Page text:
The material protects against biological and chemical threats
A research team from Northwestern University has developed a versatile composite fabric that can deactivate both biological threats, such as the novel coronavirus that causes COVID-19, and chemical threats, such as those used in chemical warfare. Material effective against both threat classes is rare.
The material is also reusable. It can be restored to its original condition after the fabric has been exposed to threats by a simple bleach treatment. The promising fabric could be used in face masks and other protective clothing.
“Having a bifunctional material that has the ability to deactivate both chemical and biological toxic agents is crucial because the complexity of integrating multiple materials to do the job is high,” said Omar Farha of Northwestern, a steel structures expert. -organic, or MOF, which is the basis of the technology.
Farha, professor of chemistry at Weinberg College of Arts and Sciences, is a co-author of the study. He is a fellow of the Northwestern International Institute for Nanotechnology.
The MOF / fiber composite builds on an earlier study in which Farha’s team created a nanomaterial that deactivates nerve agents. With a few small manipulations, the researchers were also able to incorporate antiviral and antibacterial agents into the material.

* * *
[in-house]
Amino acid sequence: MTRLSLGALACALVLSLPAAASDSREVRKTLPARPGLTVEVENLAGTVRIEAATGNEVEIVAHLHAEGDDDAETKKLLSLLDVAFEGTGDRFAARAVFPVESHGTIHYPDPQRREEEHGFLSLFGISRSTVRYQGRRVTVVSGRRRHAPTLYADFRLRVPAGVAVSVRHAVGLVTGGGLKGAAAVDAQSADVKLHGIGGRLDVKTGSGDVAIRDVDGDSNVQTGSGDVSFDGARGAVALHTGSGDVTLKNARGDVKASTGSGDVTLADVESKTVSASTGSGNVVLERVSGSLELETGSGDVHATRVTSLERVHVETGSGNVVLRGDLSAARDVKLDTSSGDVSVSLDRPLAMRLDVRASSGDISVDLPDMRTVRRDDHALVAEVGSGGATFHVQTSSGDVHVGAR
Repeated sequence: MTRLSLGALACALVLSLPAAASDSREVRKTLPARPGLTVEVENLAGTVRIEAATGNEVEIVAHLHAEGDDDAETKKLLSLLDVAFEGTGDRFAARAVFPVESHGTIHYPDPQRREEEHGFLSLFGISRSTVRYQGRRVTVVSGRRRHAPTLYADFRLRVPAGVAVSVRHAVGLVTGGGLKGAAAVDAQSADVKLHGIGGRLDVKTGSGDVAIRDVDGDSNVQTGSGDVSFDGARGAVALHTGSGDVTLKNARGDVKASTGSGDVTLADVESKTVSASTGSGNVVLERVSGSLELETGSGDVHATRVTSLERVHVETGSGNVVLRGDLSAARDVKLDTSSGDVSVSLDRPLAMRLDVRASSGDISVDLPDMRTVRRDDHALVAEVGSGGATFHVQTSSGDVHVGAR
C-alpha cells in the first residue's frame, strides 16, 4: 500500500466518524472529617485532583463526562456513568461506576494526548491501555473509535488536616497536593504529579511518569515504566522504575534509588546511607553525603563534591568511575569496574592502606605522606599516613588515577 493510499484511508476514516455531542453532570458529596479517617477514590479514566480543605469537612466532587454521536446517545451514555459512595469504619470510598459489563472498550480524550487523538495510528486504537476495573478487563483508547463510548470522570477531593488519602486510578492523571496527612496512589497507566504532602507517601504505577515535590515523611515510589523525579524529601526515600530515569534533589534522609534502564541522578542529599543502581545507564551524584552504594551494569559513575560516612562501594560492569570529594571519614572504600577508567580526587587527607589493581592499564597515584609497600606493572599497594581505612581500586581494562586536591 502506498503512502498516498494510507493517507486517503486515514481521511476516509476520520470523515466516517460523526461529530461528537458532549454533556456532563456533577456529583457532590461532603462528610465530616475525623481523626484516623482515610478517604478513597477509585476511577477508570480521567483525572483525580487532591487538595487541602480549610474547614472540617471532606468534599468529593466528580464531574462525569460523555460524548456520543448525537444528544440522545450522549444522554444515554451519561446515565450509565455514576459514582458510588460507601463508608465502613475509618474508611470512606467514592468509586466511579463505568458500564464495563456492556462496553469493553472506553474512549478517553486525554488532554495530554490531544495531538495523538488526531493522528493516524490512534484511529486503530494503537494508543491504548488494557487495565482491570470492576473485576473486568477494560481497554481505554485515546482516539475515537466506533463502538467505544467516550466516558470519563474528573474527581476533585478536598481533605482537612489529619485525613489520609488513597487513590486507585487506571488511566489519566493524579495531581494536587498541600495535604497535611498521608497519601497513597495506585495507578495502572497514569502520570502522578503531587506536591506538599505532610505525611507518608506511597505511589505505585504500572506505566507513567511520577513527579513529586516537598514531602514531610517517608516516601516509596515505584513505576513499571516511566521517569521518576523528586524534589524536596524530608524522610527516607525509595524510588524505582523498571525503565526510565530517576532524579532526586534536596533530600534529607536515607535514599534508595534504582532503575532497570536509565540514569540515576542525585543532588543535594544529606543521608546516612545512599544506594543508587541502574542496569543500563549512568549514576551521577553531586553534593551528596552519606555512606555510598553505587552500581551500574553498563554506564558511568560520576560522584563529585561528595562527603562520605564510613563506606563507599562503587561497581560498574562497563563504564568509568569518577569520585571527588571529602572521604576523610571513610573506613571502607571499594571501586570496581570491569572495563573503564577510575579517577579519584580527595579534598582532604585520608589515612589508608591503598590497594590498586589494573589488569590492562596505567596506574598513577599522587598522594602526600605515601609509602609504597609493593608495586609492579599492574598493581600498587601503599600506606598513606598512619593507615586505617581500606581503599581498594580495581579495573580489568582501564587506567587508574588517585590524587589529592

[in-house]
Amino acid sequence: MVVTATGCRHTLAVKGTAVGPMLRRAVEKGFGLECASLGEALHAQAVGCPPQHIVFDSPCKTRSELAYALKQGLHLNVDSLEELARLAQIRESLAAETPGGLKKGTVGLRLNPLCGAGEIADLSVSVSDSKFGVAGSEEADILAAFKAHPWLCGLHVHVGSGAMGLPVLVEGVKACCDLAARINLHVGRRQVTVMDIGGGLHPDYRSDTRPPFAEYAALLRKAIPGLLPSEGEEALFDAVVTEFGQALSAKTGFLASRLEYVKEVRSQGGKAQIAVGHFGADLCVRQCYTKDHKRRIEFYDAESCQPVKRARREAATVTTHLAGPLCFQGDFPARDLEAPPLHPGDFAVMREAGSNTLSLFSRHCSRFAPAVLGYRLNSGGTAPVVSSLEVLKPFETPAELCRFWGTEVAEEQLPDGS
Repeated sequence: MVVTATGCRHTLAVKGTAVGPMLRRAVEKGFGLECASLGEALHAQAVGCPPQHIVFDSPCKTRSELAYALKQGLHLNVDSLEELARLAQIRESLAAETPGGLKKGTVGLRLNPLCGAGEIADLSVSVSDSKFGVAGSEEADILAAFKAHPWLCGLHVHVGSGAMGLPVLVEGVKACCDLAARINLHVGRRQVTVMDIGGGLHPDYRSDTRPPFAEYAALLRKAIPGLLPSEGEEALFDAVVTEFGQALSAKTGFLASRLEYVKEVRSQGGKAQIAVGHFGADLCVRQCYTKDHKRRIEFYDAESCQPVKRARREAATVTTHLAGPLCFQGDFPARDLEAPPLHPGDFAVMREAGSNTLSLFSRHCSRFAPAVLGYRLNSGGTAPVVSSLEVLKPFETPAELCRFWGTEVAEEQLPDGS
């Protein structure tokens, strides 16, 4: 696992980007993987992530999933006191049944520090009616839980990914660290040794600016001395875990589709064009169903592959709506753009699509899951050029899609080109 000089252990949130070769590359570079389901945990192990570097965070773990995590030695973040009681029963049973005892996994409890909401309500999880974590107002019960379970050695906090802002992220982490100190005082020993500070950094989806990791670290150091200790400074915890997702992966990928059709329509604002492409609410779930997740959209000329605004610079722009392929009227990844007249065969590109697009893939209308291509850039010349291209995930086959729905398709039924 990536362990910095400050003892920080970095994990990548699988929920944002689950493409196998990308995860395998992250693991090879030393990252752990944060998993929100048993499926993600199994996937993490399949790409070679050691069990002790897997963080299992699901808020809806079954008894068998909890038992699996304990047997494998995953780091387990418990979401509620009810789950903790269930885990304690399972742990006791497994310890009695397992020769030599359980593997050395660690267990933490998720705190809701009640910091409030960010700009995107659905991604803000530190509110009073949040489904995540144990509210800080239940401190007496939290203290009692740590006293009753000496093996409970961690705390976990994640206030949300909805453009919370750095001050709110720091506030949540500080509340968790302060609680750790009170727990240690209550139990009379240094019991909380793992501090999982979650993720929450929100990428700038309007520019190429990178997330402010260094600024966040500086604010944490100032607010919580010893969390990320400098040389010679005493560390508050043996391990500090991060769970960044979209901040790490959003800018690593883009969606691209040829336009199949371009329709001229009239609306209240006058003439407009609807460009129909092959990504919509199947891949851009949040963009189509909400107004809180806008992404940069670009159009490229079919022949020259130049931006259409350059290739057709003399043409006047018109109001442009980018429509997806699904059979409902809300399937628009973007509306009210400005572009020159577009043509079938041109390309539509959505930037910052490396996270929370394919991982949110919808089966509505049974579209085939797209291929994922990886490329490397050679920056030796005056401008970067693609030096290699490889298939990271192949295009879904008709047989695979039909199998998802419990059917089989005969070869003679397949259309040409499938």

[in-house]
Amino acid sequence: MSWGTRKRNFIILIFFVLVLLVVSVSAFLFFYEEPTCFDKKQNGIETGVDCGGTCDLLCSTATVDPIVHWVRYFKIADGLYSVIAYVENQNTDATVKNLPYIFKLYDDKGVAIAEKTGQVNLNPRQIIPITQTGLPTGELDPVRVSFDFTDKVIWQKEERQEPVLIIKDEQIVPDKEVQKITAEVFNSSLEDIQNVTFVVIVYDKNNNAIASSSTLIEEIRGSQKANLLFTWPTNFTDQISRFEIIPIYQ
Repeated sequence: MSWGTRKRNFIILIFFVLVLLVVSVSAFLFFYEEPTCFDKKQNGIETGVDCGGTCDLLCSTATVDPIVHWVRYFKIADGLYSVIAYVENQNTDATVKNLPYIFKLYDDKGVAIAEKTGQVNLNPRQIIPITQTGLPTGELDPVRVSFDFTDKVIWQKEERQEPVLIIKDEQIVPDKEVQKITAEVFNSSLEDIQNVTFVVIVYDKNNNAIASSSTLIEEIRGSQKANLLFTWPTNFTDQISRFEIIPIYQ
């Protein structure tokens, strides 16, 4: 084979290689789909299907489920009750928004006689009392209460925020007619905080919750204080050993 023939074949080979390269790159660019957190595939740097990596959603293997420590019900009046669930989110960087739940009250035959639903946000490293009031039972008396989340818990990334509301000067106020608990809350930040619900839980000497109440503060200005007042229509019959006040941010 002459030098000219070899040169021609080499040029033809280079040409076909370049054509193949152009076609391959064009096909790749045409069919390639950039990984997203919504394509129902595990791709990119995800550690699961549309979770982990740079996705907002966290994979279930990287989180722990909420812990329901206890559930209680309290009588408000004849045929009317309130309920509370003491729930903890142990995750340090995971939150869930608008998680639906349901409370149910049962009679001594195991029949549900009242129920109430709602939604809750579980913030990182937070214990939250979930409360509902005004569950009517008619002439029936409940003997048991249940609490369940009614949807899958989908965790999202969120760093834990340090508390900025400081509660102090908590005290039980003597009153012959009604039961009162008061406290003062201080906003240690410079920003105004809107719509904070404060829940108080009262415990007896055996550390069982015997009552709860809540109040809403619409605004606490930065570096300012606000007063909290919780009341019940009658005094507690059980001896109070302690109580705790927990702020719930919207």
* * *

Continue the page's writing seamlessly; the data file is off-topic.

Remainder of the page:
MOFs are “sophisticated bath sponges,” Farha said. Nanoscale materials are designed with many holes that can capture gases, vapors, and other agents in the same way a sponge captures water. In the new composite fabric, the MOF cavities have catalysts that can deactivate toxic chemicals, viruses and bacteria. The porous nanomaterial can be easily coated onto textile fibers.
The study was recently published in the Journal of the American Chemical Society (JACS).
The researchers found that the MOF / fiber composite exhibited rapid activity against SARS-CoV-2 and gram-negative (E. coli) and gram-positive (S. aureus) bacteria. In addition, the MOF / fiber composite loaded with active chlorine rapidly degraded sulfur mustard gas and its chemical simulant (2-chloroethyl ethyl sulfide, CEES). The nanopores of the MOF material coated on the textile are large enough to allow sweat and water to escape.
Composite material is scalable, Farha added, because it only requires basic textile processing equipment currently used by industry. When incorporated into a face mask, the material should be able to work both ways: protecting the wearer of the mask from nearby viruses as well as protecting people who come into contact with an infected person wearing the mask.
The researchers were also able to develop an understanding of the active sites of the material down to the atomic level. This allows them and others to derive structure-property relationships that can lead to the creation of other MOF-based composites.
The title of the article is “Regenerable Active Chlorine Immobilized in Zirconium-Based MOF Textile Composite to Eliminate Biological and Chemical Threats”. Yuk Ha Cheung from Hong Kong Polytechnic University and Kaikai Ma from Northwestern University are the original authors of the article. Ma is also a co-author.
Hydrogel composite developed to help protective equipment rapidly degrade nerve agents
Yuk Ha Cheung et al, Regenerable active chlorine immobilized in MOF zirconium-based textile composite to eliminate biological and chemical threats, Journal of the American Chemical Society (2021). DOI: 10.1021 / jacs.1c08576
Provided by Northwestern University
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